AN Ambleside pensioner has made an emotional journey to Holland to stand at the war grave of the daring ‘Dam Buster’ she regarded as her brother.

Vera Newton, 82, made the pilgrimage for the 70th anni-versary of the famous Second World War raids to the village of Den Ham – 10 miles from the German border.

She was there to pay her respects to Flight Lieutenant, Leslie Gordon Knight, who served in the Australian Royal Airforce.

The young airman had regu-larly visited her at her child-hood home in Vicarage Road, Ambleside, during the war. He was also part of the 617 Squadron or ‘Dam Busters’ and took part in one of the famous raids over May 16-17, 1943.

Using Barnes Wallis’ bouncing bombs, he was central to blowing a 230ft hole in Germany’s massive Eder Dam for which he was awarded a Distinguished Service Order (DSO).

Four months after the raid, Les died aged 22 as his plane was shot down over the Nazi-occupied village of Den Ham.

Heroically allowing his crew members to bale out, Les reportedly gave the last man a thumbs up before steering the stric-ken Lancaster away from houses to crash in a field.

Five of the crew made it safely back to England and on the day of the pilot’s funeral, villagers defied Nazi orders not to mourn him by lining the streets in silent protest.

Today in the village, a monument stands to Les, a museum details his life and he is regarded as a saviour.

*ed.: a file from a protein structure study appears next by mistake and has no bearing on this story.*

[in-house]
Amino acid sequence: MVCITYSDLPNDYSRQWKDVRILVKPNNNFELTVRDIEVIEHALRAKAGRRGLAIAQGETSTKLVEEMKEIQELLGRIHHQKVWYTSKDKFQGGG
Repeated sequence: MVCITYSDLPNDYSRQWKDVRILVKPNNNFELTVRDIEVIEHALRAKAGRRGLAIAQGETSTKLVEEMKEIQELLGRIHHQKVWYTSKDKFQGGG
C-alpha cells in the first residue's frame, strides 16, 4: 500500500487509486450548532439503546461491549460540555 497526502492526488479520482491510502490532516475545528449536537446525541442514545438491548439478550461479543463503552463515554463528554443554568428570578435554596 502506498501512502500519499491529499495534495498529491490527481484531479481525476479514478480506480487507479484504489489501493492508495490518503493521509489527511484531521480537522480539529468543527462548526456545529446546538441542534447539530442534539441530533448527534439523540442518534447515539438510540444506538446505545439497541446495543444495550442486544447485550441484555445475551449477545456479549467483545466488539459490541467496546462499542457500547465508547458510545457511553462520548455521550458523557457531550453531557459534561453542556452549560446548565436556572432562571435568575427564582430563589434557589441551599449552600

Mrs Newton, a mother-of-one, who used to work in accounts for Lakeland Ltd, said she had been ‘choked’ by the occasion.

She explained how her mother had met Les’s father while making mun-itions in Barrow during the First World War. He then emigrated to Australia but they main-tained contact.

The two families agreed that his young son could treat their home as his base in England while on leave from RAF Scampton in Lincolnshire.

Vera was just 12 but remembers him fondly.

“He never drank, smoked or swore. He even gave my mum and dad’s name as his next of kin.”

Vera remembers the day after the Dambusters raid when Les turned up unnanounced.

“He still had on his flying boots and jacket and looked shattered,” she said. “My mother packed him off to bed and no questions were asked.”

As news of the British success on the Eder Dam filtered through, her father broached the sub-ject with the exhausted young bomber pilot.

“When Les got up the following day, Dad asked: ‘Were you on that, son? and all Les said was: ‘Yes Dad’. That was it.”

Despite the emotion of the visit, Mrs Newton said: “It was heart-breaking, but I held back the tears. I am so pleased I had the chance to visit his grave. I’m 82 now and I thought I might not get that chance again.”